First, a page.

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The history of painting on glass in Romania

The beginnings of the folk art of painting on glass in Romania go back to the
second half of the eighteenth century.
Although the technique of glass painting was taken from other nations, in
Romania it developed along a particular artistic line, influenced by our long
established cultural traditions. The originality and uniqueness of style impresses
everyone who has contact with our traditional icons worked on glass. The
craftsmanship of the Romanian artists is characterized by a naive but very
suggestive drawing with a simple and clear composition. The preciousness and
fragility of glass caused the first paintings on glass to be religious. These icons
painted on glass were highly valued in the universe of the rural home.
The icon painted on glass must be understood in the space for which it was
originally conceived, which is both the traditional house and the church in the
village. These glass icons had a definite role for peasants in both Transylvania
and in Central Europe in the eighteenth century until the first half of the 20th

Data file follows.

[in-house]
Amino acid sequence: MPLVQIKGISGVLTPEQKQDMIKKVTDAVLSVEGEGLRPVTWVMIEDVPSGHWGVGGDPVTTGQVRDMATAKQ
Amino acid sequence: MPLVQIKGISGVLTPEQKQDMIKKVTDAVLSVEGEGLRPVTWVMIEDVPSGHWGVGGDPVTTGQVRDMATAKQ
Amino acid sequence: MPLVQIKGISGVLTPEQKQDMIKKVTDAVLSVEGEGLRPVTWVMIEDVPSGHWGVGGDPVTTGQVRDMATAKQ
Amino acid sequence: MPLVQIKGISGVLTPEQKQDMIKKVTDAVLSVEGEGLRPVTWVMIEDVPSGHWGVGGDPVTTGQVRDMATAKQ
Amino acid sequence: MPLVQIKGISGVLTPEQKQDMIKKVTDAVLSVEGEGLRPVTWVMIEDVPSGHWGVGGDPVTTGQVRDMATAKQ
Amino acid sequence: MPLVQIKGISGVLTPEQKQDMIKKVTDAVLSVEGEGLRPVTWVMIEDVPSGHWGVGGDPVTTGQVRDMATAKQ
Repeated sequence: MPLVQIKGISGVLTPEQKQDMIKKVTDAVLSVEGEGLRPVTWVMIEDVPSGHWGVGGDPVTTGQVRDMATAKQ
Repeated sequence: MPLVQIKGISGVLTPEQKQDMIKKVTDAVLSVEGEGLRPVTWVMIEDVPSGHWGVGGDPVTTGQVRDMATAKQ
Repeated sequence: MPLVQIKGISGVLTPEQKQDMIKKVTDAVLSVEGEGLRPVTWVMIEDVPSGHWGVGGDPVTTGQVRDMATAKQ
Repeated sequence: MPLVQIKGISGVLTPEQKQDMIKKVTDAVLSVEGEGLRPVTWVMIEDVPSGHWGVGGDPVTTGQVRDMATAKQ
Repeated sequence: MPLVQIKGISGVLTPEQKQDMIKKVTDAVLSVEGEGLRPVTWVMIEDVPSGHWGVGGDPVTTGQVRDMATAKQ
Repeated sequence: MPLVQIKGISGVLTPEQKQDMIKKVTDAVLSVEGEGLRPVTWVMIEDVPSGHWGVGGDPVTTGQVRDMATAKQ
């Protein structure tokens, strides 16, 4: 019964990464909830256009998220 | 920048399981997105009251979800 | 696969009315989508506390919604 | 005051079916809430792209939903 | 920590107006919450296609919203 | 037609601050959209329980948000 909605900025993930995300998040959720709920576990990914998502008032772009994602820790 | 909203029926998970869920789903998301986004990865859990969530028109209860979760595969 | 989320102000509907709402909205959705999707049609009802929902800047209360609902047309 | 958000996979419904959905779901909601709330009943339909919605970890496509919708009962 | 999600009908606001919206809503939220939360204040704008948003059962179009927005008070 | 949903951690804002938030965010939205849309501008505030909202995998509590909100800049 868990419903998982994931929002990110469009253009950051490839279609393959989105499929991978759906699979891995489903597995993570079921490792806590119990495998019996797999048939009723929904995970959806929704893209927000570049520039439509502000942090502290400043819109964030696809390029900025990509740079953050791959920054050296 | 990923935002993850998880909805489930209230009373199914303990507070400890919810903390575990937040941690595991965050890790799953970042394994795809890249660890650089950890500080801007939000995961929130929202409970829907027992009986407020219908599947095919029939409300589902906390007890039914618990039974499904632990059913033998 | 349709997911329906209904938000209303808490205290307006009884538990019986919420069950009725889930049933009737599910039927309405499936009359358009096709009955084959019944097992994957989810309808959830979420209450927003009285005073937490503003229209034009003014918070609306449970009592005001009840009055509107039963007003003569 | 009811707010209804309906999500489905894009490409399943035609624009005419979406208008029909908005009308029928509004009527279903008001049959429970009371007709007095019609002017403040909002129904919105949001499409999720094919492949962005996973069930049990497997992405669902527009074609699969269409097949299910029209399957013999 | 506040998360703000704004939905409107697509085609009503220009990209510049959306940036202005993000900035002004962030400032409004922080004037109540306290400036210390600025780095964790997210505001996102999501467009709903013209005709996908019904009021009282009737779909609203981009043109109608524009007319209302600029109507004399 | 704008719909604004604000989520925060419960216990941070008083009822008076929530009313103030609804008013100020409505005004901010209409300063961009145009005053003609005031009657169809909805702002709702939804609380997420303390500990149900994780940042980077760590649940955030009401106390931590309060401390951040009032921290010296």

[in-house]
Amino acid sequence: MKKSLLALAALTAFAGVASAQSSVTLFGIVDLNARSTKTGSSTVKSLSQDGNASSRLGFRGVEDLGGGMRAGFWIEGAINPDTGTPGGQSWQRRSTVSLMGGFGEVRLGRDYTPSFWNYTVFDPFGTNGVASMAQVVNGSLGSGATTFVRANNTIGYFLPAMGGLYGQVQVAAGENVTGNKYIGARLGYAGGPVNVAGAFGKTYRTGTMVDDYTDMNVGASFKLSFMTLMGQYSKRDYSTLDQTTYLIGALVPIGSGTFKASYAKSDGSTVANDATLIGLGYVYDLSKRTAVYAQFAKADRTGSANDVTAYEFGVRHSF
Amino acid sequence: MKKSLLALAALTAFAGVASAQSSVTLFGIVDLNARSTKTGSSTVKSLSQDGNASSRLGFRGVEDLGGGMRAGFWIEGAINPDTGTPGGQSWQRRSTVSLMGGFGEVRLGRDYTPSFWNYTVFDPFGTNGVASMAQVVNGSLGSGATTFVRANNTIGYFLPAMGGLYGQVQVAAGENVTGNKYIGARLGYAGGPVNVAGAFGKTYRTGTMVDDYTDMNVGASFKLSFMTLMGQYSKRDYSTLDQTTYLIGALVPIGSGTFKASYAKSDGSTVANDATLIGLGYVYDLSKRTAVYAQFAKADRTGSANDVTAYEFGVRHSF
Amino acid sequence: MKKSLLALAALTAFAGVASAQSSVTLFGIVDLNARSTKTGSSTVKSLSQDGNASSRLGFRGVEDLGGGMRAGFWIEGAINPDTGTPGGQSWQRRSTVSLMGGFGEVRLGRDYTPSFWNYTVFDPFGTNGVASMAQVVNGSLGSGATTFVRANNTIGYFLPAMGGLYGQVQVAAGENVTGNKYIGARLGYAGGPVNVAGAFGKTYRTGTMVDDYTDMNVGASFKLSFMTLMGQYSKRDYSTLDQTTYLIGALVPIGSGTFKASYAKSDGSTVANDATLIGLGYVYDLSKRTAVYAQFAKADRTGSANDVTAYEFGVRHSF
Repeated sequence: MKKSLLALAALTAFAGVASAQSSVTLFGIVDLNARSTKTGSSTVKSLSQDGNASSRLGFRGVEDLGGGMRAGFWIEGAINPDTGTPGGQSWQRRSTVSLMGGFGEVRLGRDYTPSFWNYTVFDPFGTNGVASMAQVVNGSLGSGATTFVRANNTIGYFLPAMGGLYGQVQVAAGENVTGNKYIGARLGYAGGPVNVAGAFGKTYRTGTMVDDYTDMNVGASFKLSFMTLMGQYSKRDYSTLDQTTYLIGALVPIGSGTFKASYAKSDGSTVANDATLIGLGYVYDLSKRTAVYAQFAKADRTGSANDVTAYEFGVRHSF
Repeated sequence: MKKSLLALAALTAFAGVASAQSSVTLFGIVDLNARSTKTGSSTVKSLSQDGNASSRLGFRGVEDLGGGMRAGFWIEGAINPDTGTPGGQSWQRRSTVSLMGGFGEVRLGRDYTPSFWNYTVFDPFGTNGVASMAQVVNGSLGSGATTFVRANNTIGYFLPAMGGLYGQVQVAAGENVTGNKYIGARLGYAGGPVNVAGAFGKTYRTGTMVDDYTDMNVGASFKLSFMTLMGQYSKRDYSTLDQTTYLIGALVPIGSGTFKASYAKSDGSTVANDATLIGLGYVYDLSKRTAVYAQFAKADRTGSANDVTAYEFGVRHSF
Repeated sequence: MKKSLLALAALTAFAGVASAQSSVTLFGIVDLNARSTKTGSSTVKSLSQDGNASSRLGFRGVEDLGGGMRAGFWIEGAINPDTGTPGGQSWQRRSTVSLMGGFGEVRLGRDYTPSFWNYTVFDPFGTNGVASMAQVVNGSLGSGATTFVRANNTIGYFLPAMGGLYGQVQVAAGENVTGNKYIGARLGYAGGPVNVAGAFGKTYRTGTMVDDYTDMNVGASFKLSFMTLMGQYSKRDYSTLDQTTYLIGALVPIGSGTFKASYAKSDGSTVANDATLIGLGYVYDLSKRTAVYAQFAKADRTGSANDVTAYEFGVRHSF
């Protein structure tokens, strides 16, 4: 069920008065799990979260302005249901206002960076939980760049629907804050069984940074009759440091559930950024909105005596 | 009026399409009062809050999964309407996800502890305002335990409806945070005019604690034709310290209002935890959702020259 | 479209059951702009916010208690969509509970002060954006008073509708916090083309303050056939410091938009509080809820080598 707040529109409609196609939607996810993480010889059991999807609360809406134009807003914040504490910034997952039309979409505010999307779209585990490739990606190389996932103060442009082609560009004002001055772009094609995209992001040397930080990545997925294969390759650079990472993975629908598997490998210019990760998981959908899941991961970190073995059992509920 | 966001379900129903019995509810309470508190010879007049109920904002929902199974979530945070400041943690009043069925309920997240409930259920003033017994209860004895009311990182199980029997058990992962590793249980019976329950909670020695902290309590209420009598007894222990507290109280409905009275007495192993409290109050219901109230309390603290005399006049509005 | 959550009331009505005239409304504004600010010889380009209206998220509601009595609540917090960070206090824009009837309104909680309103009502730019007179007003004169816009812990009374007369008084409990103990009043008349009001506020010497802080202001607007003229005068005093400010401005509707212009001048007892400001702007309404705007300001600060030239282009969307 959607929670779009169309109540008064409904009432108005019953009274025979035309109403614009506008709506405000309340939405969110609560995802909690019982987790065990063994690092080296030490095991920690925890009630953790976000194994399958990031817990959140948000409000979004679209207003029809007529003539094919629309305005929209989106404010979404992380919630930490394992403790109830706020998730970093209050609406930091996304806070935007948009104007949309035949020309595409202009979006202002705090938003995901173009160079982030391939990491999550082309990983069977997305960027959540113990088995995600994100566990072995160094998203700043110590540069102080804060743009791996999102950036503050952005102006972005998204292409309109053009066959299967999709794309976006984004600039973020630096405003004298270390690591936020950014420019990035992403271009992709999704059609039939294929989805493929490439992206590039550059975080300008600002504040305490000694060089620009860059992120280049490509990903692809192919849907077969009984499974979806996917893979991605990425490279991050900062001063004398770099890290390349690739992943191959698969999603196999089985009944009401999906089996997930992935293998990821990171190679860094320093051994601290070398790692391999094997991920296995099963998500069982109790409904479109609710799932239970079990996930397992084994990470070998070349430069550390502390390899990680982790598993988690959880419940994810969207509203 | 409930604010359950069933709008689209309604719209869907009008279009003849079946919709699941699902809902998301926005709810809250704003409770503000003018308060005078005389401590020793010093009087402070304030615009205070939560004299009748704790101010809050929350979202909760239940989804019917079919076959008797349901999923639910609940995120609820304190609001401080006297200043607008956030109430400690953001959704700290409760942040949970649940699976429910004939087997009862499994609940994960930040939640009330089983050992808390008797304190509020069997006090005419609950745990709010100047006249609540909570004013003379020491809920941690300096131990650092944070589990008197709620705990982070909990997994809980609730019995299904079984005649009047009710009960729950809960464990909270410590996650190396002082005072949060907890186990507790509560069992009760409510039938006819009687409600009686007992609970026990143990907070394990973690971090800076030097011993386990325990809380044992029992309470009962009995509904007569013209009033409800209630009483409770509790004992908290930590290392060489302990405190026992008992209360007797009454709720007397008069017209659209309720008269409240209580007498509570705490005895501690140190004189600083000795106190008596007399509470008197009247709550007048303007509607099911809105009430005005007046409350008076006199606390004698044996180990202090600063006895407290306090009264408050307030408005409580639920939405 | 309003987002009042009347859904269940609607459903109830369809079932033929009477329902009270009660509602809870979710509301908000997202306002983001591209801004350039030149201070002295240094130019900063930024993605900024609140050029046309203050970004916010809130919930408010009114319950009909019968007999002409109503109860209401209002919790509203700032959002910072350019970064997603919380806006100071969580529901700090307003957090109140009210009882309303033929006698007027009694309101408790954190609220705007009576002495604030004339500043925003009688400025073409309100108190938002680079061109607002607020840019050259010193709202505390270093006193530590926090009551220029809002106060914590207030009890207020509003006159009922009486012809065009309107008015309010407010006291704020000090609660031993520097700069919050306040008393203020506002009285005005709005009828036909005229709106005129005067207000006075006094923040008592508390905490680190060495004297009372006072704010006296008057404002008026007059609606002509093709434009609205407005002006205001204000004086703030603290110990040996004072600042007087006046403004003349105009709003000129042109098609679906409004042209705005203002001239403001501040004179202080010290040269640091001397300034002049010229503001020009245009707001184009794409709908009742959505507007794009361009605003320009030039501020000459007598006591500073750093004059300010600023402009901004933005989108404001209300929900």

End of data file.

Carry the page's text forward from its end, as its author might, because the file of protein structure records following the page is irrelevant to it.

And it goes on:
century. As the peasants were not able to read or write, these paintings on glass
were like important holy book for them, the central themes being the Virgin Mary
with Child, Jesus - the Saviour, the Crucifixion or The Holy Trinity.
The particularities of these icons consist in their naive, simple and primitive
drawing, in their tradition inspired frame, with strands or hooks that intersect
here and there, and in their floral, repetitive, figurative patterns (also found in the
traditional Romanian costumes) which are also found in Art Nouveau. So part of
this trend is reflected in the Romanian icon and in our rustic seams.
In glass painting some manually prepared colours were used, usually with
pigments and linseed oil. Before starting painting, the glass was carefully cleaned
of any grease stains. This technique ensured a considerable resistance and
prevented paint layer from peeling. Usually some defective glass was used, which
unintentionally increased the value of the painting, as the light was reflected in
an unusual way with special effects.
Before we get to practice I want us to analyse some images of Orthodox icons in
which we find elements of ART NOUVEAU. Having these fresh inspiration in mind,
we will have a starting point in making ART NOUVEAU drawings, and in choosing
the most appropriate colours for our work.

Steps to successful glass paintings:

1. Drawing a sketch on a sheet of paper, fitted to the glass support so that the
entire area is used;
2. Cleaning the glass support with alcohol;
3. Fitting the previously prepared sketch under glass support;
4. Drawing in black and white on the glass with a thin brush or pen;
5. After drying, we fill the contours with the desired colours.